[new book] Toward an Urban Cultural Studies: Henri Lefebvre and the Humanities [April 2015]

Fraser_Toward_9781137498557_EB_Cover.inddThe cover for Toward an Urban Cultural Studies: Henri Lefebvre and the Humanities, the first of many new books in Palgrave’s new HISPANIC URBAN STUDIES book series, edited by B. Fraser and S. Larson.

[click here to pre-order on Amazon]

Toward an Urban Cultural Studies is a call for a new interdisciplinary area of research and teaching. Blending Urban Studies and Cultural Studies, this book grounds readers in the extensive theory of the prolific French philosopher Henri Lefebvre. Appropriate for both beginners and specialists, the first half of this book builds from a general introduction to Lefebvre and his methodological contribution toward a focus on the concept of urban alienation and his underexplored theory of the work of art. The second half merges Lefebvrian urban thought with literary studies, film studies and popular music studies, successively, before turning to the videogame and the digital humanities.

Toward an Urban Cultural Studies [video posted online]

For anyone interested in watching it here is a link to the lecture–or rather to the exercise in organized rambling–I gave at the University of Kentucky, now on UK vimeo:

“Toward an Urban Cultural Studies: Henri Lefebvre, Space and the Culture(s) of Cities”

To watch video, click above or go here: http://vimeo.com/50215247

Thanks again to the Department of Hispanic Studies there. The prezi itself can be seen in the background on the screen, but as announced before can also be viewed here. See also this previous post for more general information about the talk.

Toward an Urban Cultural Studies [prezi]

I just returned from delivering an invited lecture at the University of Kentucky, which I titled:

Toward an Urban Cultural Studies: Henri Lefebvre, Space and the Culture(s) of Cities.

Clicking on the above link will take you to the prezi that accompanied the talk, which includes video and audio clips, although it leaves out the first 15-20 minute set-up which was devoted to the academic spat between C.P. Snow and F.R. Leavis in their 1959 and 1962 lectures (see an earlier post). The talk was a form of organized rambling at a general level about Lefebvre’s insights into cities, the timeliness of urban cultural studies, interdisciplinary issues in general, David Harvey, city rhythms, and so on, so a lot is left out of the prezi alone, but it may still be interesting to watch. Given that I was pitching the talk so broadly, I was thrilled that so many non-Hispanic Studies faculty/students were able to make it.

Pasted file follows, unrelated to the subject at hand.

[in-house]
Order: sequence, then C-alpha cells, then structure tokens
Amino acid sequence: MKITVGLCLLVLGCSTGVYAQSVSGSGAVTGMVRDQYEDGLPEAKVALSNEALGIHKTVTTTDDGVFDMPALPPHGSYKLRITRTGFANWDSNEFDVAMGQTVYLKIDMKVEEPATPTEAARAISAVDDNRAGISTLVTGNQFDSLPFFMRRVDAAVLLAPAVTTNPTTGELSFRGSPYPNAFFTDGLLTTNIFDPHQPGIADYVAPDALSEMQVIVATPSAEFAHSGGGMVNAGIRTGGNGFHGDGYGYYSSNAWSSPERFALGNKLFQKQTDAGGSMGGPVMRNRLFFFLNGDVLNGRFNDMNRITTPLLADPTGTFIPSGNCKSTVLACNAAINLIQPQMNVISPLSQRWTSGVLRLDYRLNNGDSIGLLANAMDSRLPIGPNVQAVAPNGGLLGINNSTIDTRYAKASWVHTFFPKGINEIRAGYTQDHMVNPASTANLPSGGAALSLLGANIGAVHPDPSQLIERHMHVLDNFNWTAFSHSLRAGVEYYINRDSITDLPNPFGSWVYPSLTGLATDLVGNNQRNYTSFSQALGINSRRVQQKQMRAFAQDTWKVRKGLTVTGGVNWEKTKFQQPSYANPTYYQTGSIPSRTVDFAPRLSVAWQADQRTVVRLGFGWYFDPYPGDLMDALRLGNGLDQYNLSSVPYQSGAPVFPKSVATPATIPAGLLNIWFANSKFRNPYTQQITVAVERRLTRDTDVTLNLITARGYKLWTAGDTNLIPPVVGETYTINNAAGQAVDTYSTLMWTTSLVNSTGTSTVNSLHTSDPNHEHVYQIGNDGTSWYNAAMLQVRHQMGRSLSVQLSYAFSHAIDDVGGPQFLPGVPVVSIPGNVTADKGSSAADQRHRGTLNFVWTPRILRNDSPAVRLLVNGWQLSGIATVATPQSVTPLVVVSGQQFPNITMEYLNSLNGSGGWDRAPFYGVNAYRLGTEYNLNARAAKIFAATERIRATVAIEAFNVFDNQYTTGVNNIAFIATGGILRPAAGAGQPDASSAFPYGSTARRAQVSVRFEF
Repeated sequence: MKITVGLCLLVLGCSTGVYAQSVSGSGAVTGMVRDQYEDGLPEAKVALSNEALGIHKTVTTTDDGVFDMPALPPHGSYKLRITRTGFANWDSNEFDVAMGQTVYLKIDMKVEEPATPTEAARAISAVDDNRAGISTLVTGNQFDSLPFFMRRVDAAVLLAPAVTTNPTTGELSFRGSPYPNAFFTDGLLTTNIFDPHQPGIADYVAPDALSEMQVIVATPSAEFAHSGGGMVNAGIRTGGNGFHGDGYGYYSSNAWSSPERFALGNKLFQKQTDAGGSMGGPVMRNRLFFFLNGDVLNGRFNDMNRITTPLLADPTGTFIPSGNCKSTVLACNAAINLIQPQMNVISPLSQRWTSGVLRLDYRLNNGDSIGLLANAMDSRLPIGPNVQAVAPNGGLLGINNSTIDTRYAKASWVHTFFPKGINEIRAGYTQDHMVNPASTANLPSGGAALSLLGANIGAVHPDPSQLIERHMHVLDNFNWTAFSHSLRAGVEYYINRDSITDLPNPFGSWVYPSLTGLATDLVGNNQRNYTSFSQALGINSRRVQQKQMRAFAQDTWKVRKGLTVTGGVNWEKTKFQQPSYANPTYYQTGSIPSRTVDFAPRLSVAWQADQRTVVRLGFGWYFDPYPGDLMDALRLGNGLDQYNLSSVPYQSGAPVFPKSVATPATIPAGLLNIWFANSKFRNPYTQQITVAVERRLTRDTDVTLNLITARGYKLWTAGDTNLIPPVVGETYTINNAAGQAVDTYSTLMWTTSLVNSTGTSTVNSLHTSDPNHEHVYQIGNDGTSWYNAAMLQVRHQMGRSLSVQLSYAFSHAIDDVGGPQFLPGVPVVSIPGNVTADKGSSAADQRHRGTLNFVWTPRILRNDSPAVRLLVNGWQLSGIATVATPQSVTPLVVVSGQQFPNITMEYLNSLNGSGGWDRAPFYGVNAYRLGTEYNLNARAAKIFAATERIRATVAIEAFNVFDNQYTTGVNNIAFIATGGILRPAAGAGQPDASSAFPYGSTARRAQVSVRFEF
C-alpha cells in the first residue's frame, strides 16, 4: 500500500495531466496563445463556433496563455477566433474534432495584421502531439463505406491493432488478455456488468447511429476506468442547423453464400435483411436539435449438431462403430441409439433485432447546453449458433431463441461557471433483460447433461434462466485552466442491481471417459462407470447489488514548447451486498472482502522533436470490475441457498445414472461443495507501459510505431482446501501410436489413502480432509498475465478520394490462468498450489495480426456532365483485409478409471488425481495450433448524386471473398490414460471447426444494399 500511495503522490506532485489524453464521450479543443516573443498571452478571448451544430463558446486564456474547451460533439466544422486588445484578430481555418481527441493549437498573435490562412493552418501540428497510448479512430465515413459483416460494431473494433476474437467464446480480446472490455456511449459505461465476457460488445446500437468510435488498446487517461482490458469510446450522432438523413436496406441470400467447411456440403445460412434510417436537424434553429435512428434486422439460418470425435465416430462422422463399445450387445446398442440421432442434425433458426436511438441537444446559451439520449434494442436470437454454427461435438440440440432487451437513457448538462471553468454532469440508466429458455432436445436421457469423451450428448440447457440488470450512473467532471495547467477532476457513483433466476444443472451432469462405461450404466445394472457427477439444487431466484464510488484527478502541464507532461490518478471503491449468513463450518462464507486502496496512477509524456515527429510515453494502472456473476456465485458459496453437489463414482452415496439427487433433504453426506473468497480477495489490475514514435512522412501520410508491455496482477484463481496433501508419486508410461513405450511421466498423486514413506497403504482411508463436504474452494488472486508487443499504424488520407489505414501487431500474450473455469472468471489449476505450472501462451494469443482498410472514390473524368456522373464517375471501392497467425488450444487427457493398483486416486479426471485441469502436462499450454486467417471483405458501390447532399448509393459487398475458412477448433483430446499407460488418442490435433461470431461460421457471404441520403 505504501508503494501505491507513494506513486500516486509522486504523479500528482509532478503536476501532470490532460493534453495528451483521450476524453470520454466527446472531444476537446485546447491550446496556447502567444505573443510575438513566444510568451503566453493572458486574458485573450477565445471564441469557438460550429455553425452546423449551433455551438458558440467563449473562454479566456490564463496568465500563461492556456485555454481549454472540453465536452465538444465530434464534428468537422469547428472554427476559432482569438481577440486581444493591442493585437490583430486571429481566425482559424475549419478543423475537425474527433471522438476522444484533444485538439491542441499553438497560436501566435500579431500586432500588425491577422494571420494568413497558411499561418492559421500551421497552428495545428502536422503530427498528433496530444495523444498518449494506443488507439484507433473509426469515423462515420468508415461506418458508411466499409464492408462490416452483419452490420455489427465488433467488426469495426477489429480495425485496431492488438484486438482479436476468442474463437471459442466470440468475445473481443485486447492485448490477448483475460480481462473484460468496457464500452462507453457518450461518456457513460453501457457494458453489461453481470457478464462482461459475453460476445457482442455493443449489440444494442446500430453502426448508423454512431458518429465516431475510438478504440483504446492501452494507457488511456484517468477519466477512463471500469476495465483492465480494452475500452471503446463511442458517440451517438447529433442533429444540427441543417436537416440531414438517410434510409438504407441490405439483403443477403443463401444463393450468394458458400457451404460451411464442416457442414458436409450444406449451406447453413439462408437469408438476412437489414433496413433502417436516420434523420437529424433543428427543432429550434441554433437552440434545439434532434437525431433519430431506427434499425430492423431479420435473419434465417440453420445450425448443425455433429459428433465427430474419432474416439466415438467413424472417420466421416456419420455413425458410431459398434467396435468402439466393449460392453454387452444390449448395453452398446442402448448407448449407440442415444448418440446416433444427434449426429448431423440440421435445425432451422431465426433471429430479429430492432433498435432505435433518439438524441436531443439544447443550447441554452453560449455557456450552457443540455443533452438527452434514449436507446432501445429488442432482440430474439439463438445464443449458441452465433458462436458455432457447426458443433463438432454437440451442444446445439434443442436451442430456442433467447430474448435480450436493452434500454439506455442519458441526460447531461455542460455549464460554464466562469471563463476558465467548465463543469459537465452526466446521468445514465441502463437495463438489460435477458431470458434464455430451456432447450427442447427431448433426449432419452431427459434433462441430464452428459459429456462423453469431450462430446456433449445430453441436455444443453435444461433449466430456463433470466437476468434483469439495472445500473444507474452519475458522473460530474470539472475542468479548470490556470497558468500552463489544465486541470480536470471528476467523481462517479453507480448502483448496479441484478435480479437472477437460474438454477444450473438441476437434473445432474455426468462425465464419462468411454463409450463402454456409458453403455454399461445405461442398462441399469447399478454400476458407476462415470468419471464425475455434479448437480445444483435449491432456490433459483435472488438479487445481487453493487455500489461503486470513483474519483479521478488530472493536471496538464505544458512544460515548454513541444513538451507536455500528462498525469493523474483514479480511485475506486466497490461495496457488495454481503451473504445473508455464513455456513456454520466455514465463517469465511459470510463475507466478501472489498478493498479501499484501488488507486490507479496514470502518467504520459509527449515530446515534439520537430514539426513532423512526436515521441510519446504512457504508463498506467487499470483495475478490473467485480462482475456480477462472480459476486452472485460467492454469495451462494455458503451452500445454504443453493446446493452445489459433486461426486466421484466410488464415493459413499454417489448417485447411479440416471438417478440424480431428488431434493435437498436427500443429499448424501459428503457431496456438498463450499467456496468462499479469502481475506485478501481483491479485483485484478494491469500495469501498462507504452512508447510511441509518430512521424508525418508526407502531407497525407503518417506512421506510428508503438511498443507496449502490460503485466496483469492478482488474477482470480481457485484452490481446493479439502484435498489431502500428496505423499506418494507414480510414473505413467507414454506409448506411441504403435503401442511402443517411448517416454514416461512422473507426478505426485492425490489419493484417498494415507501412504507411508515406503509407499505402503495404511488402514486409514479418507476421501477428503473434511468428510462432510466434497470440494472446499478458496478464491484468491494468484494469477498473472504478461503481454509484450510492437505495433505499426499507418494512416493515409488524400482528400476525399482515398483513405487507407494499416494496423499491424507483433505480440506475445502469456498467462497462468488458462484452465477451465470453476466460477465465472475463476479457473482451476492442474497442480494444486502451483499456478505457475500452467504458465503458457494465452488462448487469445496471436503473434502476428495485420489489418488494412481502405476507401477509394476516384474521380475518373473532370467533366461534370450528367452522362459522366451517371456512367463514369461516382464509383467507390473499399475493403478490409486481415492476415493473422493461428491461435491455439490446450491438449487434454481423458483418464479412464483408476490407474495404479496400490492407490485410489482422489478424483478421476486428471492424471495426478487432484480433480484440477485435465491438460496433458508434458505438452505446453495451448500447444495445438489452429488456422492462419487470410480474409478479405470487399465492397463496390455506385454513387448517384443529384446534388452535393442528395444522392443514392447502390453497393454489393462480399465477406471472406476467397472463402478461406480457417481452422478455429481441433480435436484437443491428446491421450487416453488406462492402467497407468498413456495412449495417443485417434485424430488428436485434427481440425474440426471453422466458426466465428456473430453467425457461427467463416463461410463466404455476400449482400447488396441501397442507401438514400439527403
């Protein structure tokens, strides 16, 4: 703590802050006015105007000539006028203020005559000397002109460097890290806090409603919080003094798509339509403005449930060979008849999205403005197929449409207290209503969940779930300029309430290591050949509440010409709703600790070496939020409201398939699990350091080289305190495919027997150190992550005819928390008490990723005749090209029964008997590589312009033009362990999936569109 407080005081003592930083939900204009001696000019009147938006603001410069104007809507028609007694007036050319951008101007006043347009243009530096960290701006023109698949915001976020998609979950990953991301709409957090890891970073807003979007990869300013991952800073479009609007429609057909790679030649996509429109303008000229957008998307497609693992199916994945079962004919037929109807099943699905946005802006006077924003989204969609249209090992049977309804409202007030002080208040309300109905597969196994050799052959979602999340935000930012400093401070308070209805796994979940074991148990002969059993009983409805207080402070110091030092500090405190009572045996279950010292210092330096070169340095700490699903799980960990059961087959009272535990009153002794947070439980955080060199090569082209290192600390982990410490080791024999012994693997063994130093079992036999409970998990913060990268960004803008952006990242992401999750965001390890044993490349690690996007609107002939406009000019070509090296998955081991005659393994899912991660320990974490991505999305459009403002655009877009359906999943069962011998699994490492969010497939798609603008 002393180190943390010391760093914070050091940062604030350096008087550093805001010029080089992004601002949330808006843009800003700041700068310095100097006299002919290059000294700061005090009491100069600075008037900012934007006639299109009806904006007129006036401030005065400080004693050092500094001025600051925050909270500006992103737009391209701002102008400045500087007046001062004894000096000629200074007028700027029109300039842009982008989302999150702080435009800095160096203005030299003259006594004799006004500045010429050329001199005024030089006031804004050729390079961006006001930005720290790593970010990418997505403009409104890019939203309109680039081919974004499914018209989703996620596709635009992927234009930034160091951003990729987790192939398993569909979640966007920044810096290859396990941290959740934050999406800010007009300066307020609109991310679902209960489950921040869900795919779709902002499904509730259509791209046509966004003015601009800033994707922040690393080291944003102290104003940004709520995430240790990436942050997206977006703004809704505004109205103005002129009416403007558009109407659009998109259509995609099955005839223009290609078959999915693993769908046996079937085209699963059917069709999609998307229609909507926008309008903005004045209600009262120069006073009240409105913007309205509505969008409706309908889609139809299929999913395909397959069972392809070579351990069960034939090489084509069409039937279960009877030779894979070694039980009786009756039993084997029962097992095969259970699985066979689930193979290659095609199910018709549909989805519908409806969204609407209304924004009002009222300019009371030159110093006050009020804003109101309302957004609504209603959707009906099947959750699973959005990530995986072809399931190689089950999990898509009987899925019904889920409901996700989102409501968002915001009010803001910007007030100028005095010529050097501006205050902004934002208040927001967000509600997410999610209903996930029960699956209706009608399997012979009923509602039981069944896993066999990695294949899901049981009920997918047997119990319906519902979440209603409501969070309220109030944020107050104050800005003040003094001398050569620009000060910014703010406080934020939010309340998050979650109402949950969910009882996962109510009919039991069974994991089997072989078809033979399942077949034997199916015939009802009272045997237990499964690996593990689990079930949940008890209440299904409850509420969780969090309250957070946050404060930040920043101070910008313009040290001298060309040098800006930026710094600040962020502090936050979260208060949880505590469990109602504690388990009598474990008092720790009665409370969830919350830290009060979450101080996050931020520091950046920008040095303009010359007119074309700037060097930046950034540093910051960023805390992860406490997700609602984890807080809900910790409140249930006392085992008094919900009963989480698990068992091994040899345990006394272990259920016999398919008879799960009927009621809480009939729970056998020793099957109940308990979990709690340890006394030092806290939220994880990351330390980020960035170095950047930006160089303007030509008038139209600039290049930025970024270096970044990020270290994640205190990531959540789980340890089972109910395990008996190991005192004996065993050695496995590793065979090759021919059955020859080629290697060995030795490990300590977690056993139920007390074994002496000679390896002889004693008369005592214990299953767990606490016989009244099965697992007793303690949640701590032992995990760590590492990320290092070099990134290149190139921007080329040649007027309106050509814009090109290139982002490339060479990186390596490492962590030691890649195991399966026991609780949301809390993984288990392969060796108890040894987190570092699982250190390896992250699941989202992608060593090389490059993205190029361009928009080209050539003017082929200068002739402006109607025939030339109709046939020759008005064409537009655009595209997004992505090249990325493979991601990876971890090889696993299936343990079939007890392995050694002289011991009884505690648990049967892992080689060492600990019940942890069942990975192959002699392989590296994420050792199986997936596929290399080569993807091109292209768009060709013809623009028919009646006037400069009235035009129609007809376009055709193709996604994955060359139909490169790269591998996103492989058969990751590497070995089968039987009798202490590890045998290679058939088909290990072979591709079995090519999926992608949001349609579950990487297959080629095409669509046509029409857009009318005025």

If you haven’t seen or used prezi before (higher functionality/privacy free for educators with an .edu email address) I can say that it may blow your mind as a presentation format (I was blown away when I first saw this used at a conference last year). After watching a prezi (many are ‘public’/freely available on the site to view) it becomes clear just how much power point presentations are linked to the cultural moment in which I grew up–which revolved around linear slideshows of non-digital photography (didn’t you hate it when that one slide got stuck in the projector?).

Special thanks to U Kentucky Professors Susan Larson and Aníbal Biglieri in particular, and also to many other faculty members from both the Department of Hispanic Studies there (and its fantastic graduate students) and beyond, for making it such a great experience!

Worth a Read: F. R. Leavis (on C.P. Snow, technology and… Digital Humanities?)

I’m reading F. R. Leavis (of Scrutiny fame) at present–the book Nor Shall My Sword: Discourses on Pluralism, Compassion and Social Hope (1972, New York: Barnes & Noble[Harper & Row]) to be precise.

So many reasons you’d want read this. First: it includes the Richmond Lecture he delivered as a response to C.P. Snow’s 1959 Rede lecture that popularized the notion of ‘The Two Cultures’ and he LAMBASTES Snow, not without a certain dose of humor I would add; what Leavis considers to be Snow’s laughable career as a novelist, the fact that Snow could even think to talk about literature when he knows nothing about it, the first chapter alone had me in stitches–not that it’s written that way, but the criticisms are so direct and specific [perhaps personal] (and apt) that it is amusing to read.

But there are other reasons to read the book, which compiles several essays together and is not purely an attack on Snow. One of Snow’s statements (evidence for him of the split between two cultures) had been that Continue reading

The Two Cultures: C. P. Snow and the State of Interdisciplinary Collaboration

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This is an obligatory reference for contemporary academics working across more than one discipline–there should be a kind of ‘required freshman reading’ (ours for freshmen next year is Eating Animals by Jonathan Safran Foer–which I think Chapel Hill used previously if I got the right information) in which new faculty members have to read C.P. Snow’s book The Two Cultures as part of their orientation.

Snow was a scientist/physicist who also thought of himself as a writer/novelist, and gave a lecture in 1959 that was later turned into a book. In the lecture he discussed the gap between the humanities and the hard sciences–the mutual lack of understanding in general terms. This is the kind of thing that Continue reading